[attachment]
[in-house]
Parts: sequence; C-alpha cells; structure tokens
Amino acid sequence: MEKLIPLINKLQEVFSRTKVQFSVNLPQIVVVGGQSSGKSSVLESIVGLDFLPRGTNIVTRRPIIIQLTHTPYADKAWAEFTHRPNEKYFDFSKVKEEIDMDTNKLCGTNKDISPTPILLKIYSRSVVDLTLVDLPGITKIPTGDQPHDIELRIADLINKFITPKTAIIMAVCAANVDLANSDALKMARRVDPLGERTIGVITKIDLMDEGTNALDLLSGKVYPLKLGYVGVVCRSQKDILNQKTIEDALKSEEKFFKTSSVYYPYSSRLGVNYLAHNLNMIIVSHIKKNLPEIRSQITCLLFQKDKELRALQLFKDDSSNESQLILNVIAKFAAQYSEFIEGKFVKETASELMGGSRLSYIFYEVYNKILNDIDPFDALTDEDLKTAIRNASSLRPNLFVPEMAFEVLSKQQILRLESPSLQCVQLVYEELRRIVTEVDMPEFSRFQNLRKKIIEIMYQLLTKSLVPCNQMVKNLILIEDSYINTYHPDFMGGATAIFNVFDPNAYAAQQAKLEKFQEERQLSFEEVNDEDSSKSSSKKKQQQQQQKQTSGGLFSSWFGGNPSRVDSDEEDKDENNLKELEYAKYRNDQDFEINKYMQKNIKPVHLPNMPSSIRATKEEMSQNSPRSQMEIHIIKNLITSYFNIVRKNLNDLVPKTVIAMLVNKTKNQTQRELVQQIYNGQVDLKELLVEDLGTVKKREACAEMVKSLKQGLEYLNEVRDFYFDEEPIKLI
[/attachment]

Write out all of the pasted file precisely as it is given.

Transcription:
[in-house]
Parts: sequence; C-alpha cells; structure tokens
Amino acid sequence: MEKLIPLINKLQEVFSRTKVQFSVNLPQIVVVGGQSSGKSSVLESIVGLDFLPRGTNIVTRRPIIIQLTHTPYADKAWAEFTHRPNEKYFDFSKVKEEIDMDTNKLCGTNKDISPTPILLKIYSRSVVDLTLVDLPGITKIPTGDQPHDIELRIADLINKFITPKTAIIMAVCAANVDLANSDALKMARRVDPLGERTIGVITKIDLMDEGTNALDLLSGKVYPLKLGYVGVVCRSQKDILNQKTIEDALKSEEKFFKTSSVYYPYSSRLGVNYLAHNLNMIIVSHIKKNLPEIRSQITCLLFQKDKELRALQLFKDDSSNESQLILNVIAKFAAQYSEFIEGKFVKETASELMGGSRLSYIFYEVYNKILNDIDPFDALTDEDLKTAIRNASSLRPNLFVPEMAFEVLSKQQILRLESPSLQCVQLVYEELRRIVTEVDMPEFSRFQNLRKKIIEIMYQLLTKSLVPCNQMVKNLILIEDSYINTYHPDFMGGATAIFNVFDPNAYAAQQAKLEKFQEERQLSFEEVNDEDSSKSSSKKKQQQQQQKQTSGGLFSSWFGGNPSRVDSDEEDKDENNLKELEYAKYRNDQDFEINKYMQKNIKPVHLPNMPSSIRATKEEMSQNSPRSQMEIHIIKNLITSYFNIVRKNLNDLVPKTVIAMLVNKTKNQTQRELVQQIYNGQVDLKELLVEDLGTVKKREACAEMVKSLKQGLEYLNEVRDFYFDEEPIKLI